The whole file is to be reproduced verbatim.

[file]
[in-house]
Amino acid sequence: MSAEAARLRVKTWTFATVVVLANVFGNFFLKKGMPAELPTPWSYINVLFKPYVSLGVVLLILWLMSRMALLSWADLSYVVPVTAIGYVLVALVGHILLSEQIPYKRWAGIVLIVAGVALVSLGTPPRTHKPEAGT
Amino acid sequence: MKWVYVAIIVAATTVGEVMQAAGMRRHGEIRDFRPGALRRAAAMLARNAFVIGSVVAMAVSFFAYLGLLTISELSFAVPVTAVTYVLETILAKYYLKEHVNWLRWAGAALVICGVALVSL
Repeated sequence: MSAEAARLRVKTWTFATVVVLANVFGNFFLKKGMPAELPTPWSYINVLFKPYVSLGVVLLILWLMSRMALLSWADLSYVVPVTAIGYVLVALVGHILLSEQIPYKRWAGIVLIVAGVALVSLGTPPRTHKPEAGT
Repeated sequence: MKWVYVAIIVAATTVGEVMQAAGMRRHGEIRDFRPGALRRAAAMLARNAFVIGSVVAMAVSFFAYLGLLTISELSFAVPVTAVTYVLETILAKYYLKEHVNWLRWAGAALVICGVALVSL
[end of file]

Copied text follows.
[in-house]
Amino acid sequence: MSAEAARLRVKTWTFATVVVLANVFGNFFLKKGMPAELPTPWSYINVLFKPYVSLGVVLLILWLMSRMALLSWADLSYVVPVTAIGYVLVALVGHILLSEQIPYKRWAGIVLIVAGVALVSLGTPPRTHKPEAGT
Amino acid sequence: MKWVYVAIIVAATTVGEVMQAAGMRRHGEIRDFRPGALRRAAAMLARNAFVIGSVVAMAVSFFAYLGLLTISELSFAVPVTAVTYVLETILAKYYLKEHVNWLRWAGAALVICGVALVSL
Repeated sequence: MSAEAARLRVKTWTFATVVVLANVFGNFFLKKGMPAELPTPWSYINVLFKPYVSLGVVLLILWLMSRMALLSWADLSYVVPVTAIGYVLVALVGHILLSEQIPYKRWAGIVLIVAGVALVSLGTPPRTHKPEAGT
Repeated sequence: MKWVYVAIIVAATTVGEVMQAAGMRRHGEIRDFRPGALRRAAAMLARNAFVIGSVVAMAVSFFAYLGLLTISELSFAVPVTAVTYVLETILAKYYLKEHVNWLRWAGAALVICGVALVSL